Rest in peace, Mr. Barreto. You’ll be missed.

See you next week.


This is yet another fine piece, in a long line of them, Greg. Wonderful tribute and now I’ve got to add a bunch of this stuff to my want list (like that Mike Danger, completely forgot about that!). Thanks for doing this fine tribute.

I remember going through back issues in the early 90’s, looking for Martian Manhunter books and finding those. The art alone was so good I was disappointed Barreto wasn’t tapped for the run Ostrander did a few years later.

Wonderful tribute, Greg. Seriously, 57 is way, way too young (I mean, it was sad about Robinson and Simon, but the two of them did live rather long, with generally fulfilling careers…)
Personally, I haven’t read many books that had Barreto’s art except for a few Elseworlds titles (and I’m willing to say “Master of the Future” is perhaps even a little better than “Gotham by Gaslight”), but what I have seen I really like. That Martian Manhunter series has been on my want-list for some time now, and now I’m seriously thinking of tracking down those Shadow titles you mentioned here. And you’re right about those Judge Parkers – if newspaper story strips had looked like that back when I was a kid, I would have been an avid reader…

By the way, sort of OT, but I’m wondering why CSBG does not have any tributes to either Barreto (besides this one) and Joe Simon, like it did for Robinson last week. Seems like a really glaring omission. I am missing something? (And yes, I saw the obits on the CBR main page and the posts in the forum…)

Thank you very much for this homage. 57 is very young to pass away. With all the skills this artist had in his head and in his hand. What wonderful drawings he has done.

And he was only recognized by his peers and some true comic book readers as a true A-list artist.

That is why I do not like at all this kind of list: because your name is not on it, you do not have the chance to show what you can do. You are staying as “the second couteau”, despite all your skills. It is really a shame…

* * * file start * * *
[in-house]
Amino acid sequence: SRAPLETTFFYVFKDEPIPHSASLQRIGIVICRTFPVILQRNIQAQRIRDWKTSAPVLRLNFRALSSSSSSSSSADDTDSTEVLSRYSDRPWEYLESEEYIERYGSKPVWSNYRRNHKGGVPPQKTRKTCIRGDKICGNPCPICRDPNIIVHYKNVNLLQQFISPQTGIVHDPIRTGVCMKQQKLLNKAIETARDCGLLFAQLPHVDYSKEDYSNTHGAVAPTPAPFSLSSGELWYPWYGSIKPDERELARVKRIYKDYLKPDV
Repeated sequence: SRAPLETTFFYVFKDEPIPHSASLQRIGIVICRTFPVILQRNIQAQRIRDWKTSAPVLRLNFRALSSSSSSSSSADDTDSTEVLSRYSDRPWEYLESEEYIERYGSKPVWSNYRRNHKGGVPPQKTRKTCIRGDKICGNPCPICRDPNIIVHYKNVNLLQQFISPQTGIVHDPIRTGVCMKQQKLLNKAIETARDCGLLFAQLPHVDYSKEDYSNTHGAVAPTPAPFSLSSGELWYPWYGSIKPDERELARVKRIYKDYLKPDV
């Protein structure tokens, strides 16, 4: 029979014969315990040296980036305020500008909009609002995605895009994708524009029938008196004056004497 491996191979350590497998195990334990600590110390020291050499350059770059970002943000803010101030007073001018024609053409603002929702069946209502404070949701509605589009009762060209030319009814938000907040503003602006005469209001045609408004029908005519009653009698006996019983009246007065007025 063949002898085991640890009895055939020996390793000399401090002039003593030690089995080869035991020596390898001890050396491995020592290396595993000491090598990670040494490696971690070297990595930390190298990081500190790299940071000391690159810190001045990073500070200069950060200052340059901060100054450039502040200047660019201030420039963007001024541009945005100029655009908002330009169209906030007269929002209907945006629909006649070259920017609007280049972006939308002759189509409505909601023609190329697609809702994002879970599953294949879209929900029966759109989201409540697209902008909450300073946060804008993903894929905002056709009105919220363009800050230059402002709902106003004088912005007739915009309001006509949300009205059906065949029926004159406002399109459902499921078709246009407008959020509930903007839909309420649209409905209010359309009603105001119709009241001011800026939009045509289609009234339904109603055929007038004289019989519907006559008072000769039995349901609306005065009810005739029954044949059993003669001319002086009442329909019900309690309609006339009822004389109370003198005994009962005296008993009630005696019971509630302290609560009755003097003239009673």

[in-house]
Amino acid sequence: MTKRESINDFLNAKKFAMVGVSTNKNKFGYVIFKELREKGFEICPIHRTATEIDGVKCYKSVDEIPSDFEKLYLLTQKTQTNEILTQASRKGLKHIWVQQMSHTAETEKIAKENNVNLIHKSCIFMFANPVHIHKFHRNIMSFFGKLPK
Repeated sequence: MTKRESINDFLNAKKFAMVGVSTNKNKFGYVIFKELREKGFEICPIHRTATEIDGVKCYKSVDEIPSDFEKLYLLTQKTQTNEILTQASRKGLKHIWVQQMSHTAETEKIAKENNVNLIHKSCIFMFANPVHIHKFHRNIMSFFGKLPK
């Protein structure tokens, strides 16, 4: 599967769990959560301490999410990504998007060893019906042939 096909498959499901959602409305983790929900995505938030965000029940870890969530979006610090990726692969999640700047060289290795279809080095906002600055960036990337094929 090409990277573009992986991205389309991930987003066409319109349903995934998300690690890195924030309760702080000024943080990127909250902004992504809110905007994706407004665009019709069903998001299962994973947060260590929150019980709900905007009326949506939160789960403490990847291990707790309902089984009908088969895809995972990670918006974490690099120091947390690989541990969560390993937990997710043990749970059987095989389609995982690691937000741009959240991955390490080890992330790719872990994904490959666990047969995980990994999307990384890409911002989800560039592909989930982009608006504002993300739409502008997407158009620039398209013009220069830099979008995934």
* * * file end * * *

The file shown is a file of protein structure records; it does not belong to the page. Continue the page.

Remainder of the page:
R.I.P Barreto

2011 is really a sad, very sad year…

Excellent piece.

I only vaguely know Barreto from his Teen Titans work way back when but it always impressed me and made me buy the title when I didn’t buy any other DC. Looking at the artwork on show above, I’m one of the idiots who didn’t appreciate him fully. It’s really lovely stuff. When you compare it to the cack we get nowadays (check out Hulk’s right thigh on the double-splash of The Incredible Hulk #2), it just makes it all the sadder he wasn’t appreciated and handed bigger gigs.

A sad story and a sad loss. My best wishes to his family.

By the way, sort of OT, but I’m wondering why CSBG does not have any tributes to either Barreto (besides this one) and Joe Simon, like it did for Robinson last week. Seems like a really glaring omission. I am missing something? (And yes, I saw the obits on the CBR main page and the posts in the forum…)

Well, CSBG does have a tribute to Ed Barreto, because I wrote one. Doesn’t this count?

I can’t speak for the others, but I didn’t write about Joe Simon because lots of other people already have and I wanted to write this instead, and I didn’t write about Jerry Robinson because we already had the other one up. I assume my colleagues, if they gave it any thought at all, probably thought something like, “Oh, it’s already on the main page, and I don’t have anything to say.”